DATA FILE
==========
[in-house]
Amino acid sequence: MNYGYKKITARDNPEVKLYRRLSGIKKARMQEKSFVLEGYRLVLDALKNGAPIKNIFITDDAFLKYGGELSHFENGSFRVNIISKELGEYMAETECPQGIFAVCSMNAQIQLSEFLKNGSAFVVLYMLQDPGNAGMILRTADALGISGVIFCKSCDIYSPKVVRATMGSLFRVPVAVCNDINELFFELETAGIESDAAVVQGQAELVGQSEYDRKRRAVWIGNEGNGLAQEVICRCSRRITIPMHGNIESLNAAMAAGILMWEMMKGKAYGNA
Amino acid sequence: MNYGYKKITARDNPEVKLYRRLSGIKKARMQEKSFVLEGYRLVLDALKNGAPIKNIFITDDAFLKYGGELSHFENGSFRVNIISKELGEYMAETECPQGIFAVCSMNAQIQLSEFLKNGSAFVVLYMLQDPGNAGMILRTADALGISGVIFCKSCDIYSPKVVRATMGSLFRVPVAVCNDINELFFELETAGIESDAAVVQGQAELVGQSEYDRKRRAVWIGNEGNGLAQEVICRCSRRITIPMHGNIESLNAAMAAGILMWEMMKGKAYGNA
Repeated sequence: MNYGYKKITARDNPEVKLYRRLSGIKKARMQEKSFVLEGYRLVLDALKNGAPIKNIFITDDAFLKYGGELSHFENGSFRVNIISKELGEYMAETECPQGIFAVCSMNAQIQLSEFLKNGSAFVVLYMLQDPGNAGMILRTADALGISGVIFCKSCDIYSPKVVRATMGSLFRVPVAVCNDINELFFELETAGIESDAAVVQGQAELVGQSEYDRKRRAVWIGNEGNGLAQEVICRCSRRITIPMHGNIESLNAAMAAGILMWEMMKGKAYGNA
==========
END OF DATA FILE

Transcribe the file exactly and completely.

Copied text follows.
[in-house]
Amino acid sequence: MNYGYKKITARDNPEVKLYRRLSGIKKARMQEKSFVLEGYRLVLDALKNGAPIKNIFITDDAFLKYGGELSHFENGSFRVNIISKELGEYMAETECPQGIFAVCSMNAQIQLSEFLKNGSAFVVLYMLQDPGNAGMILRTADALGISGVIFCKSCDIYSPKVVRATMGSLFRVPVAVCNDINELFFELETAGIESDAAVVQGQAELVGQSEYDRKRRAVWIGNEGNGLAQEVICRCSRRITIPMHGNIESLNAAMAAGILMWEMMKGKAYGNA
Amino acid sequence: MNYGYKKITARDNPEVKLYRRLSGIKKARMQEKSFVLEGYRLVLDALKNGAPIKNIFITDDAFLKYGGELSHFENGSFRVNIISKELGEYMAETECPQGIFAVCSMNAQIQLSEFLKNGSAFVVLYMLQDPGNAGMILRTADALGISGVIFCKSCDIYSPKVVRATMGSLFRVPVAVCNDINELFFELETAGIESDAAVVQGQAELVGQSEYDRKRRAVWIGNEGNGLAQEVICRCSRRITIPMHGNIESLNAAMAAGILMWEMMKGKAYGNA
Repeated sequence: MNYGYKKITARDNPEVKLYRRLSGIKKARMQEKSFVLEGYRLVLDALKNGAPIKNIFITDDAFLKYGGELSHFENGSFRVNIISKELGEYMAETECPQGIFAVCSMNAQIQLSEFLKNGSAFVVLYMLQDPGNAGMILRTADALGISGVIFCKSCDIYSPKVVRATMGSLFRVPVAVCNDINELFFELETAGIESDAAVVQGQAELVGQSEYDRKRRAVWIGNEGNGLAQEVICRCSRRITIPMHGNIESLNAAMAAGILMWEMMKGKAYGNA